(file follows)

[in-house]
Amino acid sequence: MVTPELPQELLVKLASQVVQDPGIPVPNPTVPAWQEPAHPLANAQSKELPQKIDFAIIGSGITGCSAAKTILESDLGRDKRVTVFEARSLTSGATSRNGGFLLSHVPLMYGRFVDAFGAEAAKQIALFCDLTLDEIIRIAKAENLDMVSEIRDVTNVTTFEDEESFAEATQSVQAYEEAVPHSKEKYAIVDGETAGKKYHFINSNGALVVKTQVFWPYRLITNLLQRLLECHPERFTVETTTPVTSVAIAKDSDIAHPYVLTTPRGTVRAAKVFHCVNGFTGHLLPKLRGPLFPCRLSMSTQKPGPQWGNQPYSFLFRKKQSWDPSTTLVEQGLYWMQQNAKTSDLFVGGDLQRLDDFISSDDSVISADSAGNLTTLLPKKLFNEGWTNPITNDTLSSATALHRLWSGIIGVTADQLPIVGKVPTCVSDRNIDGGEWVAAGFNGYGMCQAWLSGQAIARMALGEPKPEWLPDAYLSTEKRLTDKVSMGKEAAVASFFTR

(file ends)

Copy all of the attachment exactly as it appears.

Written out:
[in-house]
Amino acid sequence: MVTPELPQELLVKLASQVVQDPGIPVPNPTVPAWQEPAHPLANAQSKELPQKIDFAIIGSGITGCSAAKTILESDLGRDKRVTVFEARSLTSGATSRNGGFLLSHVPLMYGRFVDAFGAEAAKQIALFCDLTLDEIIRIAKAENLDMVSEIRDVTNVTTFEDEESFAEATQSVQAYEEAVPHSKEKYAIVDGETAGKKYHFINSNGALVVKTQVFWPYRLITNLLQRLLECHPERFTVETTTPVTSVAIAKDSDIAHPYVLTTPRGTVRAAKVFHCVNGFTGHLLPKLRGPLFPCRLSMSTQKPGPQWGNQPYSFLFRKKQSWDPSTTLVEQGLYWMQQNAKTSDLFVGGDLQRLDDFISSDDSVISADSAGNLTTLLPKKLFNEGWTNPITNDTLSSATALHRLWSGIIGVTADQLPIVGKVPTCVSDRNIDGGEWVAAGFNGYGMCQAWLSGQAIARMALGEPKPEWLPDAYLSTEKRLTDKVSMGKEAAVASFFTR